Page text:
DBC **curslist, DBC **dbcp, u_int32_t flags);
The DB->join method creates a specialized join cursor for use in
performing equality or natural joins on secondary indices. For
information on how to organize your data to use this functionality, see
The DB->join method method is called using the DB handle of
the primary database.
The join cursor supports only the DBcursor->c_get and dbc_close
- Iterates over the values associated with the keys to which each item in
curslist was initialized. Any data value that appears in all
items specified by the curslist parameter is then used as a key
into the primary, and the key/data pair found in the
primary is returned.
The flags parameter must be set to 0 or
the following value:
In addition, the following flag may be set by
bitwise inclusively OR'ing it into the flags parameter:
- Do not use the data value found in all the cursors as a lookup key for
the primary, but simply return it in the key parameter instead.
The data parameter is left unchanged.
- Read modified but not yet committed data. Silently ignored if the
DB_READ_UNCOMMITTED flag was not specified when the underlying
database was opened.
- Acquire write locks instead of read locks when doing the retrieval.
Setting this flag can eliminate deadlock during a read-modify-write
cycle by acquiring the write lock during the read part of the cycle so
that another thread of control acquiring a read lock for the same item,
in its own read-modify-write cycle, will not result in deadlock.
- Close the returned cursor and release all resources. (Closing the cursors
in curslist is the responsibility of the caller.)
The DB->join method
returns a non-zero error value on failure
and 0 on success.
- The curslist parameter contains a NULL terminated array of cursors.
Each cursor must have been initialized to refer to the key on which the
underlying database should be joined. Typically, this initialization is done
by a DBcursor->c_get call with the DB_SET flag specified. Once the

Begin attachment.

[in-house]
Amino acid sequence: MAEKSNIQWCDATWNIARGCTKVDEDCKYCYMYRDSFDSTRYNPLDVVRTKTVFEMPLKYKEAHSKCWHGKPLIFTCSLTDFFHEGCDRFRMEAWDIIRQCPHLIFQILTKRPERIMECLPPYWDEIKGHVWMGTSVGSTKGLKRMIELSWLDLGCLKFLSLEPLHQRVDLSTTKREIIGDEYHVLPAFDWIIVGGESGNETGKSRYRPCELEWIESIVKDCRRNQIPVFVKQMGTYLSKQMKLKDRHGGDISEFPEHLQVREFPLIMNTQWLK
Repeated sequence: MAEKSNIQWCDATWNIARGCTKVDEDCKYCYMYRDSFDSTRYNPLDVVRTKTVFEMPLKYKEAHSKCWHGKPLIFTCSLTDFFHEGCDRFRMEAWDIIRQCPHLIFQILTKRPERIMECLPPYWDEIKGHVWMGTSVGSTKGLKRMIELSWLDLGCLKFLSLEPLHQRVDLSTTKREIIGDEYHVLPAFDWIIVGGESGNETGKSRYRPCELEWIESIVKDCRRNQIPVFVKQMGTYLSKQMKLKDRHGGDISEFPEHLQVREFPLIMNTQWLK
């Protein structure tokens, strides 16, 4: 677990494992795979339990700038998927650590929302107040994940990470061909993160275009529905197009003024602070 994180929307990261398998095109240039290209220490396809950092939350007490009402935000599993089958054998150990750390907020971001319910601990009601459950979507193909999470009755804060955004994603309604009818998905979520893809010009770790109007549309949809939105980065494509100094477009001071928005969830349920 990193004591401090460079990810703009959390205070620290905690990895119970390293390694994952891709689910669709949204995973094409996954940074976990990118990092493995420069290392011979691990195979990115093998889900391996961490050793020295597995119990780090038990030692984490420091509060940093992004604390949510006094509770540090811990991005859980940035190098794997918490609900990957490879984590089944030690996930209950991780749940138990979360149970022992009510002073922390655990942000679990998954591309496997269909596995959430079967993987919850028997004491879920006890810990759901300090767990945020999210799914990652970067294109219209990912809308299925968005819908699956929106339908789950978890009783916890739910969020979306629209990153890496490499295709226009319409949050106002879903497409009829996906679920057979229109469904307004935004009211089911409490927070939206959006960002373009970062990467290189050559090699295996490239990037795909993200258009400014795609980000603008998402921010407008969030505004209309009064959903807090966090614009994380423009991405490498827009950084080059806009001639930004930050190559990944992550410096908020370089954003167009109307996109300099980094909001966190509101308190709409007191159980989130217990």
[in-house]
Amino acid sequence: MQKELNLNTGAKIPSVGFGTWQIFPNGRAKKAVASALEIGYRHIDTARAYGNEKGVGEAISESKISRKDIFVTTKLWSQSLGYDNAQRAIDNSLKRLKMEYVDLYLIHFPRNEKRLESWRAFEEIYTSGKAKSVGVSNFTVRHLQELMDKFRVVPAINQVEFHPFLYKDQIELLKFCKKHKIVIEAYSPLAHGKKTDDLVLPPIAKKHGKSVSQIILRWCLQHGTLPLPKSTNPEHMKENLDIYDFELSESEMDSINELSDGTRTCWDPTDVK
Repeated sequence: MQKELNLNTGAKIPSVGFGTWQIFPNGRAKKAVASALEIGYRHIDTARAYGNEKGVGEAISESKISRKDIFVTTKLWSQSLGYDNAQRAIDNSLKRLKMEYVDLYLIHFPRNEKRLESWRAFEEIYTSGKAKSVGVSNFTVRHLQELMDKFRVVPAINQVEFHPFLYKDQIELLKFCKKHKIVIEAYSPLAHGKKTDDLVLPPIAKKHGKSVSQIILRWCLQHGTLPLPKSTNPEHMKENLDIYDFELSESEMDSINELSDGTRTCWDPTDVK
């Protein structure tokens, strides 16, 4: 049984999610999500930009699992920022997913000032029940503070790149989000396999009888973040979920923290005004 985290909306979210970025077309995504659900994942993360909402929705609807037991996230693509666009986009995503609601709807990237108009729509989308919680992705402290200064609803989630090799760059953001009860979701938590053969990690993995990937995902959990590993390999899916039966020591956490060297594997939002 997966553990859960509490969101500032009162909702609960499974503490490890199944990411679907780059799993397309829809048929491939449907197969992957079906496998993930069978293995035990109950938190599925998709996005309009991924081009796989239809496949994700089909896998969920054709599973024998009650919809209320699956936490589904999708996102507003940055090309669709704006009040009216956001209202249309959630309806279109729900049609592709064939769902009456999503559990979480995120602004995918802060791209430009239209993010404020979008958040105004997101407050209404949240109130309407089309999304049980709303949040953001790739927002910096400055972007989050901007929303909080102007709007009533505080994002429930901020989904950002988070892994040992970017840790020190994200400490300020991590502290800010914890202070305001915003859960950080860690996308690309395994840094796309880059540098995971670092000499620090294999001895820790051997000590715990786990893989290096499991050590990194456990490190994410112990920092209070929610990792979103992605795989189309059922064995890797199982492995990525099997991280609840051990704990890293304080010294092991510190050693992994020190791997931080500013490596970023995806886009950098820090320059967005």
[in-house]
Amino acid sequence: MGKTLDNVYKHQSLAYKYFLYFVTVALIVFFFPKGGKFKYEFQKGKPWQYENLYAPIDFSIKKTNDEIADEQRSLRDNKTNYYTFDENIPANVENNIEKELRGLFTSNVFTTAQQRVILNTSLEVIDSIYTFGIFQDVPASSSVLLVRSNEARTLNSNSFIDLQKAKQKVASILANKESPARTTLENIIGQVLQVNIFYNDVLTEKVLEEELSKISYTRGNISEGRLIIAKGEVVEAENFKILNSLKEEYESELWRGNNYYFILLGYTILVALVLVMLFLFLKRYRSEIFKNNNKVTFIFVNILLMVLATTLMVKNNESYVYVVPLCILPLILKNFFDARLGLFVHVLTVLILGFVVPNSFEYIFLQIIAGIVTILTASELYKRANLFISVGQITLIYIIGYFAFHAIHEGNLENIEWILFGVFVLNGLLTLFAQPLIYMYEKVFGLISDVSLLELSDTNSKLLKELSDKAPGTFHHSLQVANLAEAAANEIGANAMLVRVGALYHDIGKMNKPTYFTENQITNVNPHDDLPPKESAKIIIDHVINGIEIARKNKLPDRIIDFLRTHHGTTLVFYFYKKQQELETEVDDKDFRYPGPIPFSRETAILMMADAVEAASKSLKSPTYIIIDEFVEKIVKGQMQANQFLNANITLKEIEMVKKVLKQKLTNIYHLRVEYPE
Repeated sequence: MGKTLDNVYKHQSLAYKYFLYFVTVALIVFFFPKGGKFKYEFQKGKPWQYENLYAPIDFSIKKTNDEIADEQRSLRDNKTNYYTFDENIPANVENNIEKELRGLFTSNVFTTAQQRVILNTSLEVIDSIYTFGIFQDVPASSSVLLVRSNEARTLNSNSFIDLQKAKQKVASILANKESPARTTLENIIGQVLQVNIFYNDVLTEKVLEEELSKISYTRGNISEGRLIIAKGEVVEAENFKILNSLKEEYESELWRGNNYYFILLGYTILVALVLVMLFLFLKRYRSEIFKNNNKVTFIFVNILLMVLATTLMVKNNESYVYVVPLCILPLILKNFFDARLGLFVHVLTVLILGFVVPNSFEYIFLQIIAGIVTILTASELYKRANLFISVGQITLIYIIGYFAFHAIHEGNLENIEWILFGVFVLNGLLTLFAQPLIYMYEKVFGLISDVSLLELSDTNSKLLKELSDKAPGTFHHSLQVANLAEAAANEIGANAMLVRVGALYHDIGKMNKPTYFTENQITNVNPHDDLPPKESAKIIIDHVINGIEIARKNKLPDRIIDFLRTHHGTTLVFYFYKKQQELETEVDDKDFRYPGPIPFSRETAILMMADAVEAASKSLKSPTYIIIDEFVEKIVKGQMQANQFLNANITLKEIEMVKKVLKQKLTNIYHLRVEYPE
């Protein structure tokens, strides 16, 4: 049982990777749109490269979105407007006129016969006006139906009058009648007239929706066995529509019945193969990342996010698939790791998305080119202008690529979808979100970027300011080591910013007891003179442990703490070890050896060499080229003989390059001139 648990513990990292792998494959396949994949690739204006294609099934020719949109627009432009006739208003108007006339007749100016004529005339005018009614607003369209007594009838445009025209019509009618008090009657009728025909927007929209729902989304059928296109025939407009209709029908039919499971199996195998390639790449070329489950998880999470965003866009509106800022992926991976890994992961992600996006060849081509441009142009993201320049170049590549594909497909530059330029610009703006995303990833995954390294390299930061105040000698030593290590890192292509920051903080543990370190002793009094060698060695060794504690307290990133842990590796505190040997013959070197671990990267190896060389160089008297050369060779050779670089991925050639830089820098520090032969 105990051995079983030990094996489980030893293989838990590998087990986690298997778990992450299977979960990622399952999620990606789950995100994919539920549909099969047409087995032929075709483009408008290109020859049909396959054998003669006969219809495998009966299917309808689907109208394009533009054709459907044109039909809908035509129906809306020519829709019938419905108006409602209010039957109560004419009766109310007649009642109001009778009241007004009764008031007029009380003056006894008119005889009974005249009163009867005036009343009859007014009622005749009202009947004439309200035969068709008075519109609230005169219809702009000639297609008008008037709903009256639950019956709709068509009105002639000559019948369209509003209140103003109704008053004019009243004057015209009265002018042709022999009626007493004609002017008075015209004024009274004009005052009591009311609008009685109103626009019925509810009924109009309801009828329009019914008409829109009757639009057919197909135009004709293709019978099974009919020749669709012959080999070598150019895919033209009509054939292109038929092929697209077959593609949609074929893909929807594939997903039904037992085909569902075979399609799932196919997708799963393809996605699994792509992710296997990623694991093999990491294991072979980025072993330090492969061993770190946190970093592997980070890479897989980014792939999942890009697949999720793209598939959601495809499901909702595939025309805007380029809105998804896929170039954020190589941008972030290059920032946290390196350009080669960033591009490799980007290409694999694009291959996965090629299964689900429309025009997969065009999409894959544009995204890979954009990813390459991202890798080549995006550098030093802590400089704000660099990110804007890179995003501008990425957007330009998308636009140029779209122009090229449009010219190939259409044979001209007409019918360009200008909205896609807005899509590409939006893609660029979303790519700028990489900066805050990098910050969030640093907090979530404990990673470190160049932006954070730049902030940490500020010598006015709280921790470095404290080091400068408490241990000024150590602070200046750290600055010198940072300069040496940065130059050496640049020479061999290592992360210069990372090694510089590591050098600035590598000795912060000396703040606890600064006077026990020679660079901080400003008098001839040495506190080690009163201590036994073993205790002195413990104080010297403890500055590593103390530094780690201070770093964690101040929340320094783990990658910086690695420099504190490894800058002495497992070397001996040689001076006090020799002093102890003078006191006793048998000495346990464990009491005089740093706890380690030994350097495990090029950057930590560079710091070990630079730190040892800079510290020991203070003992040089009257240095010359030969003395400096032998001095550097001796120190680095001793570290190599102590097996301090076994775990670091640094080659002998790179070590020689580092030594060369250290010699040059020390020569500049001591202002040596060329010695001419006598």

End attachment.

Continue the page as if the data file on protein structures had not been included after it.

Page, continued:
cursors have been passed as part of a curslist, they should not
be accessed or modified until the newly created join cursor has been closed,
or else inconsistent results may be returned.
Joined values are retrieved by doing a sequential iteration over the first
cursor in the curslist parameter, and a nested iteration over each
secondary cursor in the order they are specified in the curslist
parameter. This requires database traversals to search for the current
datum in all the cursors after the first. For this reason, the best join
performance normally results from sorting the cursors from the one that
refers to the least number of data items to the one that refers to the
most. By default, DB->join does this sort on behalf of its caller.
For the returned join cursor to be used in a transaction-protected manner,
the cursors listed in curslist must have been created within the
context of the same transaction.
- The newly created join cursor is returned in the memory location to
which dbcp refers.
- The flags parameter must be set to 0 or
the following value:
- Do not sort the cursors based on the number of data items to which they
refer. If the data are structured so that cursors with many data items
also share many common elements, higher performance will result from
listing those cursors before cursors with fewer data items; that is, a
sort order other than the default. The DB_JOIN_NOSORT flag
permits applications to perform join optimization prior to calling
The DB->join method
may fail and return one of the following non-zero errors:
- The database handle has been invalidated because a replication election
unrolled a committed transaction.
- The operation was blocked by client/master synchronization.
- A secondary index references a nonexistent primary key.
- If cursor methods other than DBcursor->c_get or DBcursor->c_close were
called; or if an
invalid flag value or parameter was specified.
Databases and Related Methods
Copyright (c) 1996-2005 Sleepycat Software, Inc. - All rights reserved.